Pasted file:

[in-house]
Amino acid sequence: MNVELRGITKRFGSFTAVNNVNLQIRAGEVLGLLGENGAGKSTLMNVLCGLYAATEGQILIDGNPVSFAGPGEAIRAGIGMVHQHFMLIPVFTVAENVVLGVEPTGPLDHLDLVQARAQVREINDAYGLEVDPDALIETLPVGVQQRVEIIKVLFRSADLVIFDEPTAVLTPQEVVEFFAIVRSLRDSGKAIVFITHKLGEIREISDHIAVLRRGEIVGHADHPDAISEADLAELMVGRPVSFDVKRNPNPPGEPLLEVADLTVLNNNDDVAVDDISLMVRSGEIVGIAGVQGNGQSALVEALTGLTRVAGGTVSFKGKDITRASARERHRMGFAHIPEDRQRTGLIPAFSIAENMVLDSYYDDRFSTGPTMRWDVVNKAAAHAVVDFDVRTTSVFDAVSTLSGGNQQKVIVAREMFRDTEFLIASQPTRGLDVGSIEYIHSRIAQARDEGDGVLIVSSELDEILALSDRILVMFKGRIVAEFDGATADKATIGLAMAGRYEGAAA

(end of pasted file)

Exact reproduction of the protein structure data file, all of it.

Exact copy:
[in-house]
Amino acid sequence: MNVELRGITKRFGSFTAVNNVNLQIRAGEVLGLLGENGAGKSTLMNVLCGLYAATEGQILIDGNPVSFAGPGEAIRAGIGMVHQHFMLIPVFTVAENVVLGVEPTGPLDHLDLVQARAQVREINDAYGLEVDPDALIETLPVGVQQRVEIIKVLFRSADLVIFDEPTAVLTPQEVVEFFAIVRSLRDSGKAIVFITHKLGEIREISDHIAVLRRGEIVGHADHPDAISEADLAELMVGRPVSFDVKRNPNPPGEPLLEVADLTVLNNNDDVAVDDISLMVRSGEIVGIAGVQGNGQSALVEALTGLTRVAGGTVSFKGKDITRASARERHRMGFAHIPEDRQRTGLIPAFSIAENMVLDSYYDDRFSTGPTMRWDVVNKAAAHAVVDFDVRTTSVFDAVSTLSGGNQQKVIVAREMFRDTEFLIASQPTRGLDVGSIEYIHSRIAQARDEGDGVLIVSSELDEILALSDRILVMFKGRIVAEFDGATADKATIGLAMAGRYEGAAA